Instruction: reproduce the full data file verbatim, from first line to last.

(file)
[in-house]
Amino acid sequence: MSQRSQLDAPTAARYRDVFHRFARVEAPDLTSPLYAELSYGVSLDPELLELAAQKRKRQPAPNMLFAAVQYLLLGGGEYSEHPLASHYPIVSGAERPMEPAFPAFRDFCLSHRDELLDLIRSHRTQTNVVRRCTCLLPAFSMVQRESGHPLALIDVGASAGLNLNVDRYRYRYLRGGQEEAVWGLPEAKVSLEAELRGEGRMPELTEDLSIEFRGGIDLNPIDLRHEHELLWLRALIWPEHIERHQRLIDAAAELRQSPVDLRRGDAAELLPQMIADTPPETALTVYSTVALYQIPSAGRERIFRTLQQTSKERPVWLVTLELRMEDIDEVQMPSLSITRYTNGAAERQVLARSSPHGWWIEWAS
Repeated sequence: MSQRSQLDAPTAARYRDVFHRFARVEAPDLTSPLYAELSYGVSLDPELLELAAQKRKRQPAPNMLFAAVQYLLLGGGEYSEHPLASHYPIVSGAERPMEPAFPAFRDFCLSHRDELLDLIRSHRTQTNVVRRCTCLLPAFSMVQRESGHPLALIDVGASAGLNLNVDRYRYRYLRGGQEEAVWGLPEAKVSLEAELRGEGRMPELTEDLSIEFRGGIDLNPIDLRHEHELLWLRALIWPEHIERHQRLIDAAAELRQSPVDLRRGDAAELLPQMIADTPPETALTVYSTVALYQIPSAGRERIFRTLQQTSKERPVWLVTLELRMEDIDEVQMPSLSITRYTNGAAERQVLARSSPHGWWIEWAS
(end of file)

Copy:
[in-house]
Amino acid sequence: MSQRSQLDAPTAARYRDVFHRFARVEAPDLTSPLYAELSYGVSLDPELLELAAQKRKRQPAPNMLFAAVQYLLLGGGEYSEHPLASHYPIVSGAERPMEPAFPAFRDFCLSHRDELLDLIRSHRTQTNVVRRCTCLLPAFSMVQRESGHPLALIDVGASAGLNLNVDRYRYRYLRGGQEEAVWGLPEAKVSLEAELRGEGRMPELTEDLSIEFRGGIDLNPIDLRHEHELLWLRALIWPEHIERHQRLIDAAAELRQSPVDLRRGDAAELLPQMIADTPPETALTVYSTVALYQIPSAGRERIFRTLQQTSKERPVWLVTLELRMEDIDEVQMPSLSITRYTNGAAERQVLARSSPHGWWIEWAS
Repeated sequence: MSQRSQLDAPTAARYRDVFHRFARVEAPDLTSPLYAELSYGVSLDPELLELAAQKRKRQPAPNMLFAAVQYLLLGGGEYSEHPLASHYPIVSGAERPMEPAFPAFRDFCLSHRDELLDLIRSHRTQTNVVRRCTCLLPAFSMVQRESGHPLALIDVGASAGLNLNVDRYRYRYLRGGQEEAVWGLPEAKVSLEAELRGEGRMPELTEDLSIEFRGGIDLNPIDLRHEHELLWLRALIWPEHIERHQRLIDAAAELRQSPVDLRRGDAAELLPQMIADTPPETALTVYSTVALYQIPSAGRERIFRTLQQTSKERPVWLVTLELRMEDIDEVQMPSLSITRYTNGAAERQVLARSSPHGWWIEWAS